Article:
In general, the risk of a woman developing breast cancer in the course of her life is around 12%. This disease is very rare in men. The risk of developing ovarian cancer over the course of a lifetime is around 1%. 5-10% percent of breast cancers and 15-20% of ovarian cancers are genetic. Changes in the genome (gene mutations) in the BRCA1 and 2 genes are thought to be responsible for around 50% of genetic breast cancers and around 25% of genetic ovarian cancers. In addition to BRCA1 and 2, other risk genes are now also known. However, specific preventive measures are not available for all known gene mutations.
If you have a BRCA 1 or 2 mutation, the risk of breast or ovarian cancer is significantly increased compared to the baseline risk in the population. It is therefore important to identify families and individuals with a mutation in order to be able to offer and initiate appropriate preventive measures.
In healthy individuals, a familial – i.e. possibly hereditary (genetic) – risk of breast or ovarian cancer must be considered if there is a family history of breast, ovarian or other specific cancers (prostate and pancreatic cancer).
For people diagnosed with breast or ovarian cancer, the question of tumor genetic counseling always arises based on family history, age, tumor type and, if applicable, the presence of a known genetic mutation in the family. If a gene mutation is detected, therapeutic and prophylactic measures can be discussed.
When is genetic counseling useful?
Genetic testing is considered useful if the mutation detection enables therapeutic, preventive or prophylactic measures to be taken and/or enables the counseling and testing of other family members.
- In principle, every patient diagnosed with breast or ovarian cancer should be asked for a tumor genetic consultation
- The age of the patient and the number of cases of breast or ovarian cancer in a family are decisive for testing
- In families with a confirmed mutation, relatives should be offered counseling and testing.
SAKK criteria for at-risk families
- First-degree relatives (mother, father, sisters, brothers, daughters and sons) with a proven genetic mutation in BRCA1 or BRCA2 or another high-risk gene.
- Second-degree relatives (grandparents, uncles, aunts, nieces, nephews and grandchildren) with a proven genetic mutation in BRCA1 or BRCA2 or another high-risk gene.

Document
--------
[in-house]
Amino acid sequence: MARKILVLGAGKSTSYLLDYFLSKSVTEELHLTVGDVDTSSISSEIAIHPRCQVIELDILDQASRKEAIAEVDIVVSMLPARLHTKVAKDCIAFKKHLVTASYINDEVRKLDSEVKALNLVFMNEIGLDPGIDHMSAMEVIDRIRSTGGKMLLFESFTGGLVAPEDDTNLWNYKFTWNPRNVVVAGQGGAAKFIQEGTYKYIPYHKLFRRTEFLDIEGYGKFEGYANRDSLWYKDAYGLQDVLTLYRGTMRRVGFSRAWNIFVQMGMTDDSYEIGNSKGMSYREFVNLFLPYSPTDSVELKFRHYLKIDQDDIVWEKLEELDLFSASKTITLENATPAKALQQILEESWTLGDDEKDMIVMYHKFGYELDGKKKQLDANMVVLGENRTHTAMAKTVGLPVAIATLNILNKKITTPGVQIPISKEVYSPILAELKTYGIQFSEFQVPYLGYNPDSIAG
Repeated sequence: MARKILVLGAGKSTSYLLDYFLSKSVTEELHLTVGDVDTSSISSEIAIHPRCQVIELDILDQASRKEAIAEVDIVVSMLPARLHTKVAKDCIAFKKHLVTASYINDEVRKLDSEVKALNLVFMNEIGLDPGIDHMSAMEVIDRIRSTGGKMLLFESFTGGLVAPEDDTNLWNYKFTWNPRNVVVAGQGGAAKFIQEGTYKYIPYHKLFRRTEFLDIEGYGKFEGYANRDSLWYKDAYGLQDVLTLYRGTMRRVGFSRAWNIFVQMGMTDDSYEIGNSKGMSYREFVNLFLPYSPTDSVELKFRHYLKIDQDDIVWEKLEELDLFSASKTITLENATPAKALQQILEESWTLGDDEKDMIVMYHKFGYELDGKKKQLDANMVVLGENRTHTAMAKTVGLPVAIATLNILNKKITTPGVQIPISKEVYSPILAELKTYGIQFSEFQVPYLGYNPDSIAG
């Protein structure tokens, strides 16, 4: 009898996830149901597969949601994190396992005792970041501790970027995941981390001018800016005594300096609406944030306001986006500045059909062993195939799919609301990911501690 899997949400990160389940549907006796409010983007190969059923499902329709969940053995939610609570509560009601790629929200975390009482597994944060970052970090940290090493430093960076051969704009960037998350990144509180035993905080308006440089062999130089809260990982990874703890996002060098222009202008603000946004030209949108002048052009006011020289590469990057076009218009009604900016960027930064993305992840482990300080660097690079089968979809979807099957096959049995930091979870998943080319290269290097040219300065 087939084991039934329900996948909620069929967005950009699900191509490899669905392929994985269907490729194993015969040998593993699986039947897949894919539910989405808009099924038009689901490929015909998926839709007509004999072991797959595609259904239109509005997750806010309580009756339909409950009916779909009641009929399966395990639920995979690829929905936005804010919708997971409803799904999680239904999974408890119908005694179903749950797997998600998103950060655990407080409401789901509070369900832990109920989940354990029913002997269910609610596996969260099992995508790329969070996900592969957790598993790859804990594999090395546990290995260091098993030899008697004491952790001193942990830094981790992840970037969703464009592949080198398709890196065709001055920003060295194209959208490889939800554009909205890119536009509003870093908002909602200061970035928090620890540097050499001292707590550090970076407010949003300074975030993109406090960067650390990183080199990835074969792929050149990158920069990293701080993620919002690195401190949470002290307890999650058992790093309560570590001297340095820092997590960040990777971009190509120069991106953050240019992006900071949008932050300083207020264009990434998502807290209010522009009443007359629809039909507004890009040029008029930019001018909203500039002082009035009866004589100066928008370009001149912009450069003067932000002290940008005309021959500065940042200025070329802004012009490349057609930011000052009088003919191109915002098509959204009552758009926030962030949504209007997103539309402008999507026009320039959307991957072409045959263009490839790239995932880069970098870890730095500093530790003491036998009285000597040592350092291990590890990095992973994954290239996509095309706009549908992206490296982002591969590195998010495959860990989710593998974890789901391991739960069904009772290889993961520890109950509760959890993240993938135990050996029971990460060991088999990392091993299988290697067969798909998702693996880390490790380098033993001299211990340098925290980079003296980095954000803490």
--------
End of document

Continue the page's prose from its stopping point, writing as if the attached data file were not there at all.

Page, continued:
Women suffering from breast cancer with:
- Age of diagnosis < 40 years
- triple-negative breast cancer ≤ 60 years
- Triple-negative or triple-negative breast cancer means that the binding sites for the hormones oestrogen and progesterone as well as for certain growth factors (HER2) are missing on the surface of the cancer cells.
- Age at diagnosis ≤ 50 years and two other relatives with breast cancer (regardless of age)
- Age at diagnosis ≤ 50 years and another relative with breast cancer before the age of 51
- bilateral breast cancer with first diagnosis before the age of 51
- bilateral breast cancer (regardless of age) and another relative with breast cancer ≤ 50 years of age
- a relative with ovarian cancer (regardless of age)
- a male relative with breast cancer (regardless of age)
- additionally own ovarian cancer
Women suffering from ovarian cancer with:
- a certain subtype of ovarian cancer, regardless of age (so-called non-mucinous epithelial subtype, especially high-grade serous carcinoma)
- additionally own breast cancer
- one or more relatives with ovarian cancer (regardless of age)
- one, one or more relatives with breast cancer (male or female), especially if diagnosed before the age of 51
Men suffering from breast cancer with:
- other male relatives with breast cancer
- other female relatives with breast cancer and/or ovarian cancer
Persons of Ashkenazi Jewish descent:
- Examination of the 3 typical so-called “founder mutations”, independent of family history
Unaffected persons with a conspicuous family history and one or more relatives who meet the above criteria.
The information described should not be understood as a final assessment. If one or more of these apply to you or your family, we will be happy to advise you.
Genetic counseling and testing procedure
Before genetic testing, a detailed discussion should be held with the patient or person seeking advice. Referrals to our consultation hours can be made by the family doctor, the gynecologist in charge or by the gynecologist in charge, but also in case of personal interest and need for information due to numerous sick family members.
Family tree template
In preparation for the interview, you will receive a list of questions and a family tree template to fill out. This information is very important for the subsequent consultation.
A detailed family tree is then drawn up together with the doctor. Your risk can then be assessed and a decision made as to whether genetic testing makes sense. As a rule, a cost approval is obtained from the insured person’s health insurance fund beforehand. The costs of genetic counseling and testing must be covered by health insurance if the Swiss guidelines for genetic counseling and testing of the SAKK are met.
Genetic testing requires a blood sample to be taken and analyzed in an external laboratory. After receiving the result (approx. four weeks waiting time), a further consultation usually takes place during our consultation hours. Here, topics such as prevention options, possible prophylactic operations or advice for relatives are discussed.
Unclear findings can make it difficult to assess the risk and cause psychological stress and insecurity for those affected. Some findings may be able to be clearly interpreted in the future, others remain unclear and only the statistical risk remains as a possible basis for advice. In particularly complicated family constellations, a referral to the human genetics institute may also be necessary in rare cases.